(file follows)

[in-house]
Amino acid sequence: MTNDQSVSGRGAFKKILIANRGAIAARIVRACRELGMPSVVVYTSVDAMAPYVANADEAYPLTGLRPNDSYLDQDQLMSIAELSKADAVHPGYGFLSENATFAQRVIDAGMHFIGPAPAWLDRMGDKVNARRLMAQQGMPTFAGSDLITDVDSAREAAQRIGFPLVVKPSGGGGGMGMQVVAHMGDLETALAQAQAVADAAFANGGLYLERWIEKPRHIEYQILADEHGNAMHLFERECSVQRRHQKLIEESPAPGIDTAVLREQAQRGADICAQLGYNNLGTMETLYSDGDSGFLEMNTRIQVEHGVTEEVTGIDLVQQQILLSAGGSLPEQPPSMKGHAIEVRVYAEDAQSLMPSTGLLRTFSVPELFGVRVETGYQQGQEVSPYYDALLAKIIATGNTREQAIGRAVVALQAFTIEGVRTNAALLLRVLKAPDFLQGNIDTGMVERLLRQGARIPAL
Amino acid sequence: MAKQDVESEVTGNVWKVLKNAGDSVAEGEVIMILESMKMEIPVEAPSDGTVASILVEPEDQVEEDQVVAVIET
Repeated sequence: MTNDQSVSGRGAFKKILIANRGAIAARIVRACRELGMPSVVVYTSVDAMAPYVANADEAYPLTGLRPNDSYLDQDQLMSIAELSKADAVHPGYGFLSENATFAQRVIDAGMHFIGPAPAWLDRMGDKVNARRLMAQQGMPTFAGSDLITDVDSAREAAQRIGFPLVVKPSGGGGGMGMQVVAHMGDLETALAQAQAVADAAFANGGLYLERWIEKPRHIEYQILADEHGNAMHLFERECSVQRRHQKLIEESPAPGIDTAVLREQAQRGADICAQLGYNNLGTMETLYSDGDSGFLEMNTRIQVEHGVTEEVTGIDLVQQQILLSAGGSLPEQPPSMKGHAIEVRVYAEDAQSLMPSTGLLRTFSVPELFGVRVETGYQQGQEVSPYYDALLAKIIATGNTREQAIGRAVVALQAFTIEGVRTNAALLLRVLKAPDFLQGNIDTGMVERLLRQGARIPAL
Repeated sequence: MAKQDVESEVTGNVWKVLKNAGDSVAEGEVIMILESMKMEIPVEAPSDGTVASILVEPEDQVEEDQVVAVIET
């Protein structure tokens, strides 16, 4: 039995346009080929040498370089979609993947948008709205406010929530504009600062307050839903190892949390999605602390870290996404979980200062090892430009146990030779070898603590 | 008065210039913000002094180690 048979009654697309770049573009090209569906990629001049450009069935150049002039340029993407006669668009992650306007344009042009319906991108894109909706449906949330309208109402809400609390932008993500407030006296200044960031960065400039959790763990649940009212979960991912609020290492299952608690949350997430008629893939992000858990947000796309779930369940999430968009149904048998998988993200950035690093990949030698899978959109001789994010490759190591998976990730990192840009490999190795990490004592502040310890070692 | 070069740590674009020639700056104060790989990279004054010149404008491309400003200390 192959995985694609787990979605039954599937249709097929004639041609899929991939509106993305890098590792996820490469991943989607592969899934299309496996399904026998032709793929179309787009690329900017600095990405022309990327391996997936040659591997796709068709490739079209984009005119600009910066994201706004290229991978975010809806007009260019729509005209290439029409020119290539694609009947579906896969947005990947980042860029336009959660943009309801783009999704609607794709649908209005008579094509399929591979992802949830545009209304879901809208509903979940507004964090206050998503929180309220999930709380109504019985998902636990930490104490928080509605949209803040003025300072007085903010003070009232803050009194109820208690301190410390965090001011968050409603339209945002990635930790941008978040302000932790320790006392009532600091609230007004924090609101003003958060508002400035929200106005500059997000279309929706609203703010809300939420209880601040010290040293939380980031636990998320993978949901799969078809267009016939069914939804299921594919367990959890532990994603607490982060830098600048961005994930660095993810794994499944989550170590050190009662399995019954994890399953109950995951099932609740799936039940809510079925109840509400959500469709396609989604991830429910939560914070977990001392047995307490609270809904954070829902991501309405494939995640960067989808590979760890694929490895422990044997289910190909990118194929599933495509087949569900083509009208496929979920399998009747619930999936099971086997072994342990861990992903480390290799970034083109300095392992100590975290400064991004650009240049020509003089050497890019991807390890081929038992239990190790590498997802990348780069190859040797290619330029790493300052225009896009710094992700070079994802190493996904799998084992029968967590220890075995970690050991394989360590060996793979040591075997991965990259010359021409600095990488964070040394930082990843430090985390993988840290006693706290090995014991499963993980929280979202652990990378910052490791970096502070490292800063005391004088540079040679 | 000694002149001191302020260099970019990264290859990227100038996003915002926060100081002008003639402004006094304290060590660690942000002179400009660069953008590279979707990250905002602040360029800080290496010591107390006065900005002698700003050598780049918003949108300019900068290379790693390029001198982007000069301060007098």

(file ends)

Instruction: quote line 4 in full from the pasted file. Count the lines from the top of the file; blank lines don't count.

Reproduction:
Repeated sequence: MTNDQSVSGRGAFKKILIANRGAIAARIVRACRELGMPSVVVYTSVDAMAPYVANADEAYPLTGLRPNDSYLDQDQLMSIAELSKADAVHPGYGFLSENATFAQRVIDAGMHFIGPAPAWLDRMGDKVNARRLMAQQGMPTFAGSDLITDVDSAREAAQRIGFPLVVKPSGGGGGMGMQVVAHMGDLETALAQAQAVADAAFANGGLYLERWIEKPRHIEYQILADEHGNAMHLFERECSVQRRHQKLIEESPAPGIDTAVLREQAQRGADICAQLGYNNLGTMETLYSDGDSGFLEMNTRIQVEHGVTEEVTGIDLVQQQILLSAGGSLPEQPPSMKGHAIEVRVYAEDAQSLMPSTGLLRTFSVPELFGVRVETGYQQGQEVSPYYDALLAKIIATGNTREQAIGRAVVALQAFTIEGVRTNAALLLRVLKAPDFLQGNIDTGMVERLLRQGARIPAL